The Issue of Sharing a Birthday with Jesus

I was born on Christmas Eve. I basically share a birthday with Jesus. As a child I was resentful of Jesus because most people cared more about his birthday than mine. The entire village would gather at the church to celebrate his birthday. Some of them would tell anecdotes about his birth, about how he was born in a stable and got some slightly quirky gifts. No-one wanted to talk about my birth. I was born in a bed in a hospital.

People would sing jolly songs about Jesus and his mum and his mum’s womb. And then local children would fetch tiny effigies of Jesus and his mum and her birthing partners, some of whom were actual cows, and place them carefully together at the front of the church. No-one thought to create a tiny effigy of me.

Afterwards the village would decant to a nearby home where someone would be throwing a party in honour of Jesus’ birthday. Often it would be my own family. On those days, in the heady punchy fug of mulled wine fumes, my mum would make her frantic preparations. She was aware that a neighbourly hoard was about to descend on her and judge her on her interior design choices and her honey-glazed cocktail sausages. Sausages which were glazed because it was Jesus’ birthday.

At the end of these festivities at last Jesus would step aside and the party would sing Happy Birthday to me. There are lots of lovely things that can happen to someone on their birthday, having Happy Birthday sung to them is not one of them. It’s awkward. It raises questions. I’ve never known what expression to wear during it. I’ve never established where to look when there’s no cake to focus on. After Happy Birthday the party would end and everyone would go home. But the celebrations would continue into the next day. Which was Jesus’ birthday.

When people discover now that I was born on Christmas Eve they wince, understanding the tribulations that come with sharing a birthday with a big birthday-hog like Jesus. But the truth is that for all the sense of being sidelined or feeling like the occasional victim of a joint birthday-Christmas present swindle, a Christmas Eve birthday has always been a special day.

I have never been at school on my birthday. I have never been at work on my birthday. I have never had to commute or carry out mundane errands. I have always been surrounded by people who have some kind of affection for me. In the rambunctious days of my late teens and early twenties, Christmas Eve became less about Jesus and more about meeting up with old friends and getting shitfaced.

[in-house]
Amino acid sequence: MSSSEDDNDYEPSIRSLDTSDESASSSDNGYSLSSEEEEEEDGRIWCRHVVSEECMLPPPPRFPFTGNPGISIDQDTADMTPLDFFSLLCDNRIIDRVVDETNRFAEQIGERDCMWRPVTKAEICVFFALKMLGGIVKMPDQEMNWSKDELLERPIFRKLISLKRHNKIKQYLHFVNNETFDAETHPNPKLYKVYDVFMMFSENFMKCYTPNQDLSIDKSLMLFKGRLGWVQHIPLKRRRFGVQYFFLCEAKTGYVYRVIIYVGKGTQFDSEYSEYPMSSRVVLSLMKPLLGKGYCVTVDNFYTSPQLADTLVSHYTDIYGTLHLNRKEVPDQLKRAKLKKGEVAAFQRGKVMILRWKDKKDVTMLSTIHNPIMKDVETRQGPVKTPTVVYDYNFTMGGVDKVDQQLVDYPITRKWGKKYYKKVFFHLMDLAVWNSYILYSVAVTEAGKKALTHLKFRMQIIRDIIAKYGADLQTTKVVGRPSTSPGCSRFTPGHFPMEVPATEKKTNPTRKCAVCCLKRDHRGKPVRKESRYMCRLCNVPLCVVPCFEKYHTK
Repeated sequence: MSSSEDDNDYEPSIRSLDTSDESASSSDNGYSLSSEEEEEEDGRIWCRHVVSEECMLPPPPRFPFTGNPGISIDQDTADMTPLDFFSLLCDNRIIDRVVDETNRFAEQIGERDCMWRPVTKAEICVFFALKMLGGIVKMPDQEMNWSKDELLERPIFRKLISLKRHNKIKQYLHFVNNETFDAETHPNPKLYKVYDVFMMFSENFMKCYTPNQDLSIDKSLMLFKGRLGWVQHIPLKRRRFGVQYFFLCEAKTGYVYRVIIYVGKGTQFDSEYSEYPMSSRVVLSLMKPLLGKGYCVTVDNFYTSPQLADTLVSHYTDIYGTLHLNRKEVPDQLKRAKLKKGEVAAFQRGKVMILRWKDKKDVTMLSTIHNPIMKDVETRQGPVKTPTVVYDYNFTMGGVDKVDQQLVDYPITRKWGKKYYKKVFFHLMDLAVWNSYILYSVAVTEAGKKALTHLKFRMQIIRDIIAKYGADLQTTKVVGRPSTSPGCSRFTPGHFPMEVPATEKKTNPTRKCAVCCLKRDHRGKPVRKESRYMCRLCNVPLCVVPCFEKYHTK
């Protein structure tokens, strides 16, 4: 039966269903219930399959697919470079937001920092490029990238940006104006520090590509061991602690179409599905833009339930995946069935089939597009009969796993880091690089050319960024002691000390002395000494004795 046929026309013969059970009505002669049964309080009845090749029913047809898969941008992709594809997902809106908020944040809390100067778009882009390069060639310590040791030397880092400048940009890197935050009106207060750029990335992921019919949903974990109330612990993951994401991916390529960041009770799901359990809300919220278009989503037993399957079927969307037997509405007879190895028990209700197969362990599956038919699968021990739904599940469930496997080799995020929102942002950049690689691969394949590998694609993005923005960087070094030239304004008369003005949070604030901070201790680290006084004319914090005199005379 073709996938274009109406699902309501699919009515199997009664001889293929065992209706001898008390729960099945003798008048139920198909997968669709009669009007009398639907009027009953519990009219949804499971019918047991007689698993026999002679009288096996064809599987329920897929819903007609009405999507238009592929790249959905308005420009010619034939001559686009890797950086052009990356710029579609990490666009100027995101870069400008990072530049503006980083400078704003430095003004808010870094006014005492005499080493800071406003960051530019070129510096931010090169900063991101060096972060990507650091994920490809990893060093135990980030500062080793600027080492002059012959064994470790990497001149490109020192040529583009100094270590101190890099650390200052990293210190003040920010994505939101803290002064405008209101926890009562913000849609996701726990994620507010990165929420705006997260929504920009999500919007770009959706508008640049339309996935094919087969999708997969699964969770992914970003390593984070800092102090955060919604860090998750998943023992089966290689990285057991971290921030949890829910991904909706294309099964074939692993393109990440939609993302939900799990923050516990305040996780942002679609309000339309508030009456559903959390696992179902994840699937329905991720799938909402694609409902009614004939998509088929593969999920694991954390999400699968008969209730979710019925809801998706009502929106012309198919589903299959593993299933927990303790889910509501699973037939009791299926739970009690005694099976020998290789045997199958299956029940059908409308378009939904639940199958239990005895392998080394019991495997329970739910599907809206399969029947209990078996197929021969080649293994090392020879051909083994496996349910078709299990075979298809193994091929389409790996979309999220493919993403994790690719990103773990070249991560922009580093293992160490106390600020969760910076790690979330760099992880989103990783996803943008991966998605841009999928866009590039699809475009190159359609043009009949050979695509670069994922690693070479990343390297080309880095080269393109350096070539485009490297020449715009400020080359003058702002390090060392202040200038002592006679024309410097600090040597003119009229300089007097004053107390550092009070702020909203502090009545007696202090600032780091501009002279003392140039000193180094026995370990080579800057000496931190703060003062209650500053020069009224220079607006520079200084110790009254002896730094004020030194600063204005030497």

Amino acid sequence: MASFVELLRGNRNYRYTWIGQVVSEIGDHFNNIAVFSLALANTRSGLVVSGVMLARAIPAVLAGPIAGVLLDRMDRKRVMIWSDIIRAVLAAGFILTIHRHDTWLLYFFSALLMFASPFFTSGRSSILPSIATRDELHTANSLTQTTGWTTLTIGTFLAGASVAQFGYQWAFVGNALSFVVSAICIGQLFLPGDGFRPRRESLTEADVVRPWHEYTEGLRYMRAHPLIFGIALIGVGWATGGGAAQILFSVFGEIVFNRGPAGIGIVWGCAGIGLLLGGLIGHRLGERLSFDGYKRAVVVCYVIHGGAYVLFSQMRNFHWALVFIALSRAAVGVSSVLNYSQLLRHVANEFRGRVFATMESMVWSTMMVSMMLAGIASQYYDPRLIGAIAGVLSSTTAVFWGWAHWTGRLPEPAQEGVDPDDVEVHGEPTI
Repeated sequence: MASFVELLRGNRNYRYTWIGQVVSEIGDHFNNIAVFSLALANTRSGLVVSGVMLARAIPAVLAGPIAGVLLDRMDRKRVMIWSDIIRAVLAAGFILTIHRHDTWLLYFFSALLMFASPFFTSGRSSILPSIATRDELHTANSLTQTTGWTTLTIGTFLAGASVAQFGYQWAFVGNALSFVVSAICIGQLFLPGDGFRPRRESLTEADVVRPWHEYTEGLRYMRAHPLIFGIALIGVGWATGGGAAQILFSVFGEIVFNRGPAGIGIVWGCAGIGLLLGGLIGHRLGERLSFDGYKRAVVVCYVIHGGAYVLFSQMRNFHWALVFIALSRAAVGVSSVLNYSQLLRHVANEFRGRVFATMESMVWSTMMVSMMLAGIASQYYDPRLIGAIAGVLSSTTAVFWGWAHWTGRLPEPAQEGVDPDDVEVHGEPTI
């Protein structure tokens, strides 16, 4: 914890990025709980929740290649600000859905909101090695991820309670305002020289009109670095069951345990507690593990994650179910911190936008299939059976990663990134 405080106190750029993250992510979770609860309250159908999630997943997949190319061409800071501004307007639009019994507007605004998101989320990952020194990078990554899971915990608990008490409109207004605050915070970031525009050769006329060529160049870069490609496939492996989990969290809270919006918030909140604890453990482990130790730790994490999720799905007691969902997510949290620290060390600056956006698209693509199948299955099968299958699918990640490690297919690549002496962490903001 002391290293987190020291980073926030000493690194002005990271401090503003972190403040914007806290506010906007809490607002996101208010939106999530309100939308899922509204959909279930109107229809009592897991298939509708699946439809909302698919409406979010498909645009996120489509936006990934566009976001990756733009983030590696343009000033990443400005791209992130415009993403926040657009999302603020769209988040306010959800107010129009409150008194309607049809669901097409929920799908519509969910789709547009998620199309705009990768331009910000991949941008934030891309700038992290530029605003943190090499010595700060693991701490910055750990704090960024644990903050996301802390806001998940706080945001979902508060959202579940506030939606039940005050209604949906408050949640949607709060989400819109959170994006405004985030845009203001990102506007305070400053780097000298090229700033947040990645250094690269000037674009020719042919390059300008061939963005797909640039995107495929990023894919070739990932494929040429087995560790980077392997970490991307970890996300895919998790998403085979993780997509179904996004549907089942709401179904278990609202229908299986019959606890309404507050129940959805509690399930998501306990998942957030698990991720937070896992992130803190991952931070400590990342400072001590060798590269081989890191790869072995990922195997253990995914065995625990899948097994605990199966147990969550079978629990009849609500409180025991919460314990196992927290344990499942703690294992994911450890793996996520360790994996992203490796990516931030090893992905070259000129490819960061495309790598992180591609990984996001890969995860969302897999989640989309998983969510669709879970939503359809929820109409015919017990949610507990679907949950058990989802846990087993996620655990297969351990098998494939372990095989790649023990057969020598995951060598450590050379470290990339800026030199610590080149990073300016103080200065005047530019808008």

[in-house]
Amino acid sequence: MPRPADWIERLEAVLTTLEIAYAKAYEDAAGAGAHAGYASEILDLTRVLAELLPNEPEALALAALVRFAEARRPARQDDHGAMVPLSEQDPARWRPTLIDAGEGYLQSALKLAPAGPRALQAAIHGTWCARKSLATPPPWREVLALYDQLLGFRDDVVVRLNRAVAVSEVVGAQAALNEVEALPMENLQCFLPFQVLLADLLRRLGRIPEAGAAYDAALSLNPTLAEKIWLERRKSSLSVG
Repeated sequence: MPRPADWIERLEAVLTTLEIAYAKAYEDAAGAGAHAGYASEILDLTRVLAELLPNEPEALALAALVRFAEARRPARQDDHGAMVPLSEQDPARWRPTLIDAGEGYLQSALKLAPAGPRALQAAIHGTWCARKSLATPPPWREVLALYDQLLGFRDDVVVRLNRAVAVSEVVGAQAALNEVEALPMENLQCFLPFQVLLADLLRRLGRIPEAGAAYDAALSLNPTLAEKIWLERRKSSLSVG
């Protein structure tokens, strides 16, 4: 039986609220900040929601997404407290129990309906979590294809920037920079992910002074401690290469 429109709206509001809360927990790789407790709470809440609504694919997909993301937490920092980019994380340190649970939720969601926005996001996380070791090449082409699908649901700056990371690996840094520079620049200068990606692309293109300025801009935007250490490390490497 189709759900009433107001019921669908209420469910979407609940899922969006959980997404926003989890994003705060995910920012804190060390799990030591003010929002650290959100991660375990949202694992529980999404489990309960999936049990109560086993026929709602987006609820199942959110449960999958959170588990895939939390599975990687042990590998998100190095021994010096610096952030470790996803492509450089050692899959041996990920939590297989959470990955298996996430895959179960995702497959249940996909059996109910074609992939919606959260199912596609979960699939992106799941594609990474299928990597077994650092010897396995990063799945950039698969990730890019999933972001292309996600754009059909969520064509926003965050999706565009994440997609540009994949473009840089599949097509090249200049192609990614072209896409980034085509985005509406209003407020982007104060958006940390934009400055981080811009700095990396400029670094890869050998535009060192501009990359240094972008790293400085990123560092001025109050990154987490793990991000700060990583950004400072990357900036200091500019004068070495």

So if you are a Christmas baby or the parent of a Christmas baby (that doesn’t include you Mary and God/Joseph), then perhaps dwell less on the unfortunate consequences of a festive birthdate and more on the unique potential of it. And at least no-one is going to sing about your mum’s womb.

Any good?

An Idiot Dad’s Guide to Pass The Parcel

I performed my first ‘pass the parcel’ at the Major’s fourth birthday recently. I never knew it could be so difficult.

My memory of the game as a child is mostly negative. That it brought out the worst in its participants. And that it was a format easily corrupted by acquisitive little shits trying the game the system by lingering on the parcel as it made its journey round the group. I was determined that the Major’s party games wouldn’t descend into acrimony and tantrums so took the necessary steps. I may have overthought it.

To ensure that every attendee at least a minor sense of victory we included a small treat within each layer of wrapping and enough layers so that each child got a treat. The result was a hugely bulbous package. We had in effect turned a light-hearted moment of fun into a test of endurance. There were children suffering repetitive strain injury in their tiny hands, having been forced to the lug the monster parcel around again and again. It was a pass the parcel-athon. Some of the kids were passing around sponsorship forms to raise money from their efforts.

As the package dwindled in size so did the interest. Before long the circle was on the brink of breaking up, attention drifting off to the bouncy castle or a nearby sausage roll or a white-painted wall. We avoided tears of disappointment but replaced them with tears of boredom.

We tried to get clever with the music. Instead of a simple portable CD-player we placed a wireless speaker in the centre of the circle in the hope of creating an immersive sonic experience for the competitors. It actually sounded more like a tiny man singing from the next suburb. No wonder eyes were looking towards the emergency exits. One of the kids called me DJ Fire Alarm. When the music stopped it was almost inaudible; often I had to explain that it had stopped to the baffled circle.

The knack of stopping the music in pass the parcel is to do so when then the package is squarely in one pair of hands. If the stop happens while there are four mitts on the parcel then there’s a real risk of controversy about ownership. I envisaged having to build an elaborate system of mirrors in order to time pressing the pause button without anyone noticing but in actuality I stood in plain sight adjacent to the ring. Nobody was looking at me, too enrapt in sausage rolls.

Much to everyone’s relief after a few exhausting hours the game ended. The prize had landed in the hands of a little boy who immediately donated it to the Major. At first I thought fatigue had scrambled his mind. But it seemed that he was simply observing a protocol unknown to me that the birthday boy should take the spoils. In any case it was a charming gesture. It seems that some kids aren’t acquisitive after all. And I had definitely overthought it.

Any good?